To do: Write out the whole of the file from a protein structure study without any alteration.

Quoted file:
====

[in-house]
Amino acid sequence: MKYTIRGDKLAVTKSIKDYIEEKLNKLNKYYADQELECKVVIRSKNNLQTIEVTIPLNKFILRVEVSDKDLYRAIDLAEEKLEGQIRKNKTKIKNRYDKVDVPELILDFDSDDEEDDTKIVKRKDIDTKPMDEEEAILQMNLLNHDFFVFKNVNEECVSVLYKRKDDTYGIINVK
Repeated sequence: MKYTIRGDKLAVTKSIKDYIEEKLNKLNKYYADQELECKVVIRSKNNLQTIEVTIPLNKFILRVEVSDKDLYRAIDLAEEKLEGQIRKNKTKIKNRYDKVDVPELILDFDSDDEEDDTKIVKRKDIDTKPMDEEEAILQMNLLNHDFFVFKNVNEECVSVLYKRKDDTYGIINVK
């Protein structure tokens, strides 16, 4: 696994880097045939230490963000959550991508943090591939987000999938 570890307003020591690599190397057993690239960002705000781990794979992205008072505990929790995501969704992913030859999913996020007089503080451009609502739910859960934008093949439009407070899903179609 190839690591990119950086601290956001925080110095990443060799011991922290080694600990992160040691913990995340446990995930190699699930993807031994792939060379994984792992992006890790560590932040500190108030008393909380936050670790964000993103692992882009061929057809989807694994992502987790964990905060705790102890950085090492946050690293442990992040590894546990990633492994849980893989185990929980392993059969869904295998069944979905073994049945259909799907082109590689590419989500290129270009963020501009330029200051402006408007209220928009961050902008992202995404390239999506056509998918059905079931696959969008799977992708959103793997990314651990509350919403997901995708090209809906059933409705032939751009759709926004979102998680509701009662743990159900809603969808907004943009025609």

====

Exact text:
[in-house]
Amino acid sequence: MKYTIRGDKLAVTKSIKDYIEEKLNKLNKYYADQELECKVVIRSKNNLQTIEVTIPLNKFILRVEVSDKDLYRAIDLAEEKLEGQIRKNKTKIKNRYDKVDVPELILDFDSDDEEDDTKIVKRKDIDTKPMDEEEAILQMNLLNHDFFVFKNVNEECVSVLYKRKDDTYGIINVK
Repeated sequence: MKYTIRGDKLAVTKSIKDYIEEKLNKLNKYYADQELECKVVIRSKNNLQTIEVTIPLNKFILRVEVSDKDLYRAIDLAEEKLEGQIRKNKTKIKNRYDKVDVPELILDFDSDDEEDDTKIVKRKDIDTKPMDEEEAILQMNLLNHDFFVFKNVNEECVSVLYKRKDDTYGIINVK
């Protein structure tokens, strides 16, 4: 696994880097045939230490963000959550991508943090591939987000999938 570890307003020591690599190397057993690239960002705000781990794979992205008072505990929790995501969704992913030859999913996020007089503080451009609502739910859960934008093949439009407070899903179609 190839690591990119950086601290956001925080110095990443060799011991922290080694600990992160040691913990995340446990995930190699699930993807031994792939060379994984792992992006890790560590932040500190108030008393909380936050670790964000993103692992882009061929057809989807694994992502987790964990905060705790102890950085090492946050690293442990992040590894546990990633492994849980893989185990929980392993059969869904295998069944979905073994049945259909799907082109590689590419989500290129270009963020501009330029200051402006408007209220928009961050902008992202995404390239999506056509998918059905079931696959969008799977992708959103793997990314651990509350919403997901995708090209809906059933409705032939751009759709926004979102998680509701009662743990159900809603969808907004943009025609």